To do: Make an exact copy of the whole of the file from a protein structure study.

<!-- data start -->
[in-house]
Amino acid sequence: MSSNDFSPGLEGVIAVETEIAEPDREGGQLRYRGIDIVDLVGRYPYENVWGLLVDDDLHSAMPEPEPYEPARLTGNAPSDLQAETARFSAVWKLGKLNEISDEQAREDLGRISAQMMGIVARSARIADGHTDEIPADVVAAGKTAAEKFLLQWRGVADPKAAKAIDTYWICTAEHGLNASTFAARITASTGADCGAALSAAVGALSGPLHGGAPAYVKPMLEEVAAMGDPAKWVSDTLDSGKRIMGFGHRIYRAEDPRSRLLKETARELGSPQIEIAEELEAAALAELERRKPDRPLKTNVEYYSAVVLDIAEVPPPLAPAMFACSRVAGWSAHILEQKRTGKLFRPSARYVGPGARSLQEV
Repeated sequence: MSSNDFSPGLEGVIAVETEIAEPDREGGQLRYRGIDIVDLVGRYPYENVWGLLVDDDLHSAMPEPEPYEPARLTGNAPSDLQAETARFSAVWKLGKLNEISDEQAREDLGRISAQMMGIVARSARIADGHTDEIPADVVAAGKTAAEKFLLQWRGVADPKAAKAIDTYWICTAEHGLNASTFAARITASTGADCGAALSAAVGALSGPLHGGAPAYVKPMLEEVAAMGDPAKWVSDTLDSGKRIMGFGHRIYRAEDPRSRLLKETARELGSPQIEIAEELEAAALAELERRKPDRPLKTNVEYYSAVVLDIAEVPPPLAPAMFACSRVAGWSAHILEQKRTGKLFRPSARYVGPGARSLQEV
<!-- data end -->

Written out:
[in-house]
Amino acid sequence: MSSNDFSPGLEGVIAVETEIAEPDREGGQLRYRGIDIVDLVGRYPYENVWGLLVDDDLHSAMPEPEPYEPARLTGNAPSDLQAETARFSAVWKLGKLNEISDEQAREDLGRISAQMMGIVARSARIADGHTDEIPADVVAAGKTAAEKFLLQWRGVADPKAAKAIDTYWICTAEHGLNASTFAARITASTGADCGAALSAAVGALSGPLHGGAPAYVKPMLEEVAAMGDPAKWVSDTLDSGKRIMGFGHRIYRAEDPRSRLLKETARELGSPQIEIAEELEAAALAELERRKPDRPLKTNVEYYSAVVLDIAEVPPPLAPAMFACSRVAGWSAHILEQKRTGKLFRPSARYVGPGARSLQEV
Repeated sequence: MSSNDFSPGLEGVIAVETEIAEPDREGGQLRYRGIDIVDLVGRYPYENVWGLLVDDDLHSAMPEPEPYEPARLTGNAPSDLQAETARFSAVWKLGKLNEISDEQAREDLGRISAQMMGIVARSARIADGHTDEIPADVVAAGKTAAEKFLLQWRGVADPKAAKAIDTYWICTAEHGLNASTFAARITASTGADCGAALSAAVGALSGPLHGGAPAYVKPMLEEVAAMGDPAKWVSDTLDSGKRIMGFGHRIYRAEDPRSRLLKETARELGSPQIEIAEELEAAALAELERRKPDRPLKTNVEYYSAVVLDIAEVPPPLAPAMFACSRVAGWSAHILEQKRTGKLFRPSARYVGPGARSLQEV